, was also called Sennabris by Josephus.
The predecessor settlements and at the same time the common names today are Khirbet el Kerak, Bet Yerah (House of the Moon).
In many cases, the name of the Bet - Yerah / Ariaḥ (ch) is also found here for the hills and plains lying here, but also for the hot springs a few kilometers north of the urban area (Hammat Ariaḥ (ch)). Bit Arḥ (ch) a synonymous. This may speak for an ancient cult around the moon and its sickle in this area around the Sea of Galilee. (The term Ark / Arca * for a boat is borrowed from this very sickle-shaped moon).
The city had a 1.6 km long city wall, at least one used even in Roman times fort of 54x54m (Kerak), right at the exit of the lake, continuing to A. Chancey a complete antique bath with hot and cold bath. The excavations also showed a 31x20 m synagogue sacral building, as well as a built in the early 5th Century, in the 6th century. rebuilt and finally destroyed at the beginning of the 7th century Christian Byzantine church. Many Greek inscriptions could not be dated exactly.
Here, too, remains of an aqueduct from the hills in the southwest coming, both to the northern hot springs, as well as to the urban area.
Various coins found here from the Hellenistic period (Vinogradov 1992) lead to the conclusion that the place with Greek tradition in the middle of the 3rd jhd. in front. Was founded together with many other decapolis cities. The name was also the sister and wife of the (new) founder Ptolomaios Philadephos, Philoteria.
Although located here on the Jordan and the western end of the Sea of Galilee, Polybius Philoteria, as well as the cities of the Decapolis, reckons to "Coele Syria" and calls them together with Skythopolis. From the descriptions of Josephus, to Vespasian, again not the Greek, but the Talmudic name Sennabris on the way from Scythopolis to Tiberias is used. Further evidence of a flourishing Greek city in this place are not only the 2 slightly more south-facing bridges over the Jordan and the location at the main road links of this time, also the finding of a marble head, the Greek goddess and city goddess Agathe-Tyche can affirm this. (see also the treatise of L. Sukenik 1922)
The Philoteria does not appear in any of the "Decapolis lists" of that time, in my opinion plausible with the mention of the Dekapolis region "Arca" in Pliny the Elder. to explain. (See also here under "The Decapolis") In the derivation of the name Arca helps us here mentioned above strong connection of the region and the places with the cult around moon and crescent moon and the traditional name Ariaḥ (ch) - Yerah.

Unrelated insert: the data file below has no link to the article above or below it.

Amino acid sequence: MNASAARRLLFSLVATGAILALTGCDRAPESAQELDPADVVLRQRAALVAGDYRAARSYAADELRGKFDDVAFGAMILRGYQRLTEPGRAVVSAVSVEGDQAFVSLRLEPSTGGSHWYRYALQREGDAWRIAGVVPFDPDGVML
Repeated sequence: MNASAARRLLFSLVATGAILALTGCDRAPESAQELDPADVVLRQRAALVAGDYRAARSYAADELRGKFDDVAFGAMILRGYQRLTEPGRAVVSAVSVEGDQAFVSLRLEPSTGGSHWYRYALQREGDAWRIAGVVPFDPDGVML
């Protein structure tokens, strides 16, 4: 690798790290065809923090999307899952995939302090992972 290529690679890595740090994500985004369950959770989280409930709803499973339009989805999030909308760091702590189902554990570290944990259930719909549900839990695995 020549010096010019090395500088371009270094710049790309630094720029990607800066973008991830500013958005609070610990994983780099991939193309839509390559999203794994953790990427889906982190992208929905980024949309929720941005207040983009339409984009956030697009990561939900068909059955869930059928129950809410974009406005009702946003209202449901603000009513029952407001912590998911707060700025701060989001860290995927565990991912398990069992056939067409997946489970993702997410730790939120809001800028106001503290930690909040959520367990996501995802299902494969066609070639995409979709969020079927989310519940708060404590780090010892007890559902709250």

Based on the listed evidence and the logical linkage of the urban areas of Gadara and Skythopolis, through the region Arca , with your at the same time newly founded capital Philoteria, the image of the Decapolis region can be clearly harmonized.
The by Delougaz u.a. The Byzantine church, discovered in 1960, and the tomb of the Archimandrite of Helenopolis, not far from the neighboring village, suggest that this bishopric actually stood here. Although the excavations of the church have not been published in detail according to current state, it should be noted here that in this very area to this day the Christian tradition is rooted. In addition to the now "common" baptismal site in the Jordan Valley near Jericho and the certainly correct, but now forgotten and proposed by the SWP (Conder, Wilson, Smith, Kitchener) Jordan ford (BethAbara) northeast of Betshean, here in Yardenit this tradition holds. As a supplement, we should briefly refer to the other situation Kafr Kama, most of which is related to the diocese of Heleno (u) polis. Certainly a significant site in terms of archaeological findings, however, the classical epoch is not comparable to El Kerak / Bet Yerah. The direct environment to the bishoprics Eksalus (Iksal / Tabor), Tiberias and Nazareth also does not speak for this location. (See also Grootkerk)